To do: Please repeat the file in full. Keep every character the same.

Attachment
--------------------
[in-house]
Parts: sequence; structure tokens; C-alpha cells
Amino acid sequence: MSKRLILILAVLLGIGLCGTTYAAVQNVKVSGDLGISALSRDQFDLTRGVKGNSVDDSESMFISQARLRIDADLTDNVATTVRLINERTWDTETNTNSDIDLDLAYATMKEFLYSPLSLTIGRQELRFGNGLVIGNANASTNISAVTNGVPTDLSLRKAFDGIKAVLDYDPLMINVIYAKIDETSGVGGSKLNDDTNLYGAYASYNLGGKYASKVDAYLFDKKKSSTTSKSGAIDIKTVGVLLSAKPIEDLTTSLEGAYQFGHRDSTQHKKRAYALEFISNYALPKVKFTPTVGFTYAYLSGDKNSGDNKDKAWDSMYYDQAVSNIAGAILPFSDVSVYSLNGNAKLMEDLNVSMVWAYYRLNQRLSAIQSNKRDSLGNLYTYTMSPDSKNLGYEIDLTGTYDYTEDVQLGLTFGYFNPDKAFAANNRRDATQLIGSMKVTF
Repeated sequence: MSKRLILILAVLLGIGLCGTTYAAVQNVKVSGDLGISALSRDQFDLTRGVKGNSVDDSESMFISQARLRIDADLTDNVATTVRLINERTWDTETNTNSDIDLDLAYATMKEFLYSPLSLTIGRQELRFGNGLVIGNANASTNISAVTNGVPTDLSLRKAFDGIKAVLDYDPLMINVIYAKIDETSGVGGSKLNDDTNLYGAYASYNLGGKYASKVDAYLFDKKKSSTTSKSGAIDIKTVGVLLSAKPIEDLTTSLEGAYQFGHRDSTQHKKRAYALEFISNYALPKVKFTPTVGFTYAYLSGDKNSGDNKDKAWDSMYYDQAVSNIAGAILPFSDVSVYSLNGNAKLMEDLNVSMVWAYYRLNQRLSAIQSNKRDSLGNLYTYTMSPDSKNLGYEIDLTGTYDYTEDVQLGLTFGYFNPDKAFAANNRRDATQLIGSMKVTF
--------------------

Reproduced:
[in-house]
Parts: sequence; structure tokens; C-alpha cells
Amino acid sequence: MSKRLILILAVLLGIGLCGTTYAAVQNVKVSGDLGISALSRDQFDLTRGVKGNSVDDSESMFISQARLRIDADLTDNVATTVRLINERTWDTETNTNSDIDLDLAYATMKEFLYSPLSLTIGRQELRFGNGLVIGNANASTNISAVTNGVPTDLSLRKAFDGIKAVLDYDPLMINVIYAKIDETSGVGGSKLNDDTNLYGAYASYNLGGKYASKVDAYLFDKKKSSTTSKSGAIDIKTVGVLLSAKPIEDLTTSLEGAYQFGHRDSTQHKKRAYALEFISNYALPKVKFTPTVGFTYAYLSGDKNSGDNKDKAWDSMYYDQAVSNIAGAILPFSDVSVYSLNGNAKLMEDLNVSMVWAYYRLNQRLSAIQSNKRDSLGNLYTYTMSPDSKNLGYEIDLTGTYDYTEDVQLGLTFGYFNPDKAFAANNRRDATQLIGSMKVTF
Repeated sequence: MSKRLILILAVLLGIGLCGTTYAAVQNVKVSGDLGISALSRDQFDLTRGVKGNSVDDSESMFISQARLRIDADLTDNVATTVRLINERTWDTETNTNSDIDLDLAYATMKEFLYSPLSLTIGRQELRFGNGLVIGNANASTNISAVTNGVPTDLSLRKAFDGIKAVLDYDPLMINVIYAKIDETSGVGGSKLNDDTNLYGAYASYNLGGKYASKVDAYLFDKKKSSTTSKSGAIDIKTVGVLLSAKPIEDLTTSLEGAYQFGHRDSTQHKKRAYALEFISNYALPKVKFTPTVGFTYAYLSGDKNSGDNKDKAWDSMYYDQAVSNIAGAILPFSDVSVYSLNGNAKLMEDLNVSMVWAYYRLNQRLSAIQSNKRDSLGNLYTYTMSPDSKNLGYEIDLTGTYDYTEDVQLGLTFGYFNPDKAFAANNRRDATQLIGSMKVTF